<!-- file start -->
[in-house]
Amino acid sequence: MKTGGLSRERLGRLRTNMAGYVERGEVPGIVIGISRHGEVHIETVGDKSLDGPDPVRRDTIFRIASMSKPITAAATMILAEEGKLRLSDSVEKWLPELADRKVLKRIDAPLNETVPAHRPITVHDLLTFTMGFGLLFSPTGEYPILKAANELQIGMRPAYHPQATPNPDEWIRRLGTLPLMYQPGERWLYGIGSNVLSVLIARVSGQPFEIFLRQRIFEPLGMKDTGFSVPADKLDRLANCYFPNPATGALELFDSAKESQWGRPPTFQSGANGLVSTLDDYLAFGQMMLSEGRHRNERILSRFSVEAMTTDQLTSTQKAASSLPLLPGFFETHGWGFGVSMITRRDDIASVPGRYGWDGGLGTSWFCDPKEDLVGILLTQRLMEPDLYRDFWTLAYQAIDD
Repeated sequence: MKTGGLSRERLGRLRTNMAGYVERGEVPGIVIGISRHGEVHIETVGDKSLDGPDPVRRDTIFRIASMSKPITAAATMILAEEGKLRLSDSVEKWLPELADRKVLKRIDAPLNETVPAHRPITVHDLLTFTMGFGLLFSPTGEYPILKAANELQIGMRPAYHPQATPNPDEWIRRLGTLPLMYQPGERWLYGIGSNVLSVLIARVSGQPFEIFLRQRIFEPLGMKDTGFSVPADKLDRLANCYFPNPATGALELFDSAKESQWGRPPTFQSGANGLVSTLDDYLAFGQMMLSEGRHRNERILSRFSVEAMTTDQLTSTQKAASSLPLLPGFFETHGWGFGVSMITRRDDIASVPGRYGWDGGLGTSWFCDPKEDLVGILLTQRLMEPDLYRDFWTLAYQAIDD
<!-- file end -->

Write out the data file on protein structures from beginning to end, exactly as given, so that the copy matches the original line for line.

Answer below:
[in-house]
Amino acid sequence: MKTGGLSRERLGRLRTNMAGYVERGEVPGIVIGISRHGEVHIETVGDKSLDGPDPVRRDTIFRIASMSKPITAAATMILAEEGKLRLSDSVEKWLPELADRKVLKRIDAPLNETVPAHRPITVHDLLTFTMGFGLLFSPTGEYPILKAANELQIGMRPAYHPQATPNPDEWIRRLGTLPLMYQPGERWLYGIGSNVLSVLIARVSGQPFEIFLRQRIFEPLGMKDTGFSVPADKLDRLANCYFPNPATGALELFDSAKESQWGRPPTFQSGANGLVSTLDDYLAFGQMMLSEGRHRNERILSRFSVEAMTTDQLTSTQKAASSLPLLPGFFETHGWGFGVSMITRRDDIASVPGRYGWDGGLGTSWFCDPKEDLVGILLTQRLMEPDLYRDFWTLAYQAIDD
Repeated sequence: MKTGGLSRERLGRLRTNMAGYVERGEVPGIVIGISRHGEVHIETVGDKSLDGPDPVRRDTIFRIASMSKPITAAATMILAEEGKLRLSDSVEKWLPELADRKVLKRIDAPLNETVPAHRPITVHDLLTFTMGFGLLFSPTGEYPILKAANELQIGMRPAYHPQATPNPDEWIRRLGTLPLMYQPGERWLYGIGSNVLSVLIARVSGQPFEIFLRQRIFEPLGMKDTGFSVPADKLDRLANCYFPNPATGALELFDSAKESQWGRPPTFQSGANGLVSTLDDYLAFGQMMLSEGRHRNERILSRFSVEAMTTDQLTSTQKAASSLPLLPGFFETHGWGFGVSMITRRDDIASVPGRYGWDGGLGTSWFCDPKEDLVGILLTQRLMEPDLYRDFWTLAYQAIDD